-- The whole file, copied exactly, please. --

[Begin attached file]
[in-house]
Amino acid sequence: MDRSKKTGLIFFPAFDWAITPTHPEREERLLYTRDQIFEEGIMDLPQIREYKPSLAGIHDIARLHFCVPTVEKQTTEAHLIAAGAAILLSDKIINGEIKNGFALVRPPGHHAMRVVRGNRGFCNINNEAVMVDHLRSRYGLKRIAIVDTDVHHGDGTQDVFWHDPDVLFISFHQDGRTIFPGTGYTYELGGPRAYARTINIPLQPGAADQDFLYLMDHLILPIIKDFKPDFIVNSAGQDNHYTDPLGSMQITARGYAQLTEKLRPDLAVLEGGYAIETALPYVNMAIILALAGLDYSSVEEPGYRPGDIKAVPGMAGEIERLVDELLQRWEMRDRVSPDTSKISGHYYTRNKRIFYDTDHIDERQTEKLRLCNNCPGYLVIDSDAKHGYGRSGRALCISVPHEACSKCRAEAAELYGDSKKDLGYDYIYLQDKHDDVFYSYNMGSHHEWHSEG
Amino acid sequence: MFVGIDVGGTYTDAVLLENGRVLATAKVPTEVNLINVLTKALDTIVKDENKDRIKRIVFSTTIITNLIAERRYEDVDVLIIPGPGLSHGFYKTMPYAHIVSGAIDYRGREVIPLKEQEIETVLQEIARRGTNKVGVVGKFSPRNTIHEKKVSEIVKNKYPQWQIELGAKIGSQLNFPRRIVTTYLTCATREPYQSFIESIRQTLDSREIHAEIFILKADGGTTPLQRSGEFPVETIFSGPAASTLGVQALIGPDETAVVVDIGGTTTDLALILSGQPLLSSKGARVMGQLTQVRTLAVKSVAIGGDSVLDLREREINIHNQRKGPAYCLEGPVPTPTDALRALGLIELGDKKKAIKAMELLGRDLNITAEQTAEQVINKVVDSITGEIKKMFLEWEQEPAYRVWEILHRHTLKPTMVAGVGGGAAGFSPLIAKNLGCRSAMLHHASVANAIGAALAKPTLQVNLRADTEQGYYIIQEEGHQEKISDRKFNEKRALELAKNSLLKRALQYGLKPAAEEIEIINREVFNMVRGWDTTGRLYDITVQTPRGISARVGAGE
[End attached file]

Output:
[in-house]
Amino acid sequence: MDRSKKTGLIFFPAFDWAITPTHPEREERLLYTRDQIFEEGIMDLPQIREYKPSLAGIHDIARLHFCVPTVEKQTTEAHLIAAGAAILLSDKIINGEIKNGFALVRPPGHHAMRVVRGNRGFCNINNEAVMVDHLRSRYGLKRIAIVDTDVHHGDGTQDVFWHDPDVLFISFHQDGRTIFPGTGYTYELGGPRAYARTINIPLQPGAADQDFLYLMDHLILPIIKDFKPDFIVNSAGQDNHYTDPLGSMQITARGYAQLTEKLRPDLAVLEGGYAIETALPYVNMAIILALAGLDYSSVEEPGYRPGDIKAVPGMAGEIERLVDELLQRWEMRDRVSPDTSKISGHYYTRNKRIFYDTDHIDERQTEKLRLCNNCPGYLVIDSDAKHGYGRSGRALCISVPHEACSKCRAEAAELYGDSKKDLGYDYIYLQDKHDDVFYSYNMGSHHEWHSEG
Amino acid sequence: MFVGIDVGGTYTDAVLLENGRVLATAKVPTEVNLINVLTKALDTIVKDENKDRIKRIVFSTTIITNLIAERRYEDVDVLIIPGPGLSHGFYKTMPYAHIVSGAIDYRGREVIPLKEQEIETVLQEIARRGTNKVGVVGKFSPRNTIHEKKVSEIVKNKYPQWQIELGAKIGSQLNFPRRIVTTYLTCATREPYQSFIESIRQTLDSREIHAEIFILKADGGTTPLQRSGEFPVETIFSGPAASTLGVQALIGPDETAVVVDIGGTTTDLALILSGQPLLSSKGARVMGQLTQVRTLAVKSVAIGGDSVLDLREREINIHNQRKGPAYCLEGPVPTPTDALRALGLIELGDKKKAIKAMELLGRDLNITAEQTAEQVINKVVDSITGEIKKMFLEWEQEPAYRVWEILHRHTLKPTMVAGVGGGAAGFSPLIAKNLGCRSAMLHHASVANAIGAALAKPTLQVNLRADTEQGYYIIQEEGHQEKISDRKFNEKRALELAKNSLLKRALQYGLKPAAEEIEIINREVFNMVRGWDTTGRLYDITVQTPRGISARVGAGE